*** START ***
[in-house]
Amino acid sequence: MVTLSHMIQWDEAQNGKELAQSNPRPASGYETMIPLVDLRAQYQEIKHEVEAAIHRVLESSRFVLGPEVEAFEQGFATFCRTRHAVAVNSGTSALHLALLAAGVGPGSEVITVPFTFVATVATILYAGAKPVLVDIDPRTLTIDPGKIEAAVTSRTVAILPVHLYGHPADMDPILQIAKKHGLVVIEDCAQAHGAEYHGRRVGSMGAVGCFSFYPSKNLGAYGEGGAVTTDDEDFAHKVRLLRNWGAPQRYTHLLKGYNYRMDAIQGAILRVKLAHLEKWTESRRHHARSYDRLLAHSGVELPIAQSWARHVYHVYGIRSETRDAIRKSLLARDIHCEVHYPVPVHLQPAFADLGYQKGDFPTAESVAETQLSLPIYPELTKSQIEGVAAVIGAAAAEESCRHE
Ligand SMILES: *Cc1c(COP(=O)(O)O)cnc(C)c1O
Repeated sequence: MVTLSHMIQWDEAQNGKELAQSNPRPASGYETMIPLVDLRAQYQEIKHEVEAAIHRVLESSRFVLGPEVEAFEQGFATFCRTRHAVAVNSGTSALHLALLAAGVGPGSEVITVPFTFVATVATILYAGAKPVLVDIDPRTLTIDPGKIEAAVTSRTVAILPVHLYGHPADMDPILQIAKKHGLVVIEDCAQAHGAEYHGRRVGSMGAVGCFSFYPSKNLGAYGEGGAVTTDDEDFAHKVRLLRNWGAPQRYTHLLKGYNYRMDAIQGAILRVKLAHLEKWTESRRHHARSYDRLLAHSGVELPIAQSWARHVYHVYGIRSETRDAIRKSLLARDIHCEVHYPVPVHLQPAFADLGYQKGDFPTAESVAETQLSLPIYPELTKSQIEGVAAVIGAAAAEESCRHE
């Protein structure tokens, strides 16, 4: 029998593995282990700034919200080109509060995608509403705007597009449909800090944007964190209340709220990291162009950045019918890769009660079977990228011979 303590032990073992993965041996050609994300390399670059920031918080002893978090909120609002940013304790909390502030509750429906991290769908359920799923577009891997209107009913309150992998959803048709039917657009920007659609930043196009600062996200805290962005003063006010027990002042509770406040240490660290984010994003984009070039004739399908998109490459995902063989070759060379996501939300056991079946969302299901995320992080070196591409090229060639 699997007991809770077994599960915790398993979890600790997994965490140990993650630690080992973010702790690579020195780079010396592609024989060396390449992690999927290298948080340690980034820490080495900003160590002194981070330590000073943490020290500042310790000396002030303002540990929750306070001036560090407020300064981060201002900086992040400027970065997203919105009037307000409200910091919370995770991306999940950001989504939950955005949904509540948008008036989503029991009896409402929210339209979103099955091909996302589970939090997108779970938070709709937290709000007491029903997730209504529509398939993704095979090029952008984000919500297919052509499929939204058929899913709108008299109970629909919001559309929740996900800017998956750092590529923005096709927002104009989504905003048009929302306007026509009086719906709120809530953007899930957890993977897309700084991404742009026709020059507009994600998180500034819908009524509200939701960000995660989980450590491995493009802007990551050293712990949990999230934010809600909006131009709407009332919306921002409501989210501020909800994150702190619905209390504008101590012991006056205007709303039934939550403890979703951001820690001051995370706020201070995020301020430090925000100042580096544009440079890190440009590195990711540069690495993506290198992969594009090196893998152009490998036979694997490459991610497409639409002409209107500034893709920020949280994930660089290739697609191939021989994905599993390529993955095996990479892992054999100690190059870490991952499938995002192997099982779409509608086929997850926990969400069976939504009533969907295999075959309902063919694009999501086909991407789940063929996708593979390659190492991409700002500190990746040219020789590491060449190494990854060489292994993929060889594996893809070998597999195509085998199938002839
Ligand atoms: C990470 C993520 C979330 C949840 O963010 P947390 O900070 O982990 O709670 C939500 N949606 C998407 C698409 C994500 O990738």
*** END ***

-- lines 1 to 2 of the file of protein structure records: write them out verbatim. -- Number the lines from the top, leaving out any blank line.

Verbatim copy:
[in-house]
Amino acid sequence: MVTLSHMIQWDEAQNGKELAQSNPRPASGYETMIPLVDLRAQYQEIKHEVEAAIHRVLESSRFVLGPEVEAFEQGFATFCRTRHAVAVNSGTSALHLALLAAGVGPGSEVITVPFTFVATVATILYAGAKPVLVDIDPRTLTIDPGKIEAAVTSRTVAILPVHLYGHPADMDPILQIAKKHGLVVIEDCAQAHGAEYHGRRVGSMGAVGCFSFYPSKNLGAYGEGGAVTTDDEDFAHKVRLLRNWGAPQRYTHLLKGYNYRMDAIQGAILRVKLAHLEKWTESRRHHARSYDRLLAHSGVELPIAQSWARHVYHVYGIRSETRDAIRKSLLARDIHCEVHYPVPVHLQPAFADLGYQKGDFPTAESVAETQLSLPIYPELTKSQIEGVAAVIGAAAAEESCRHE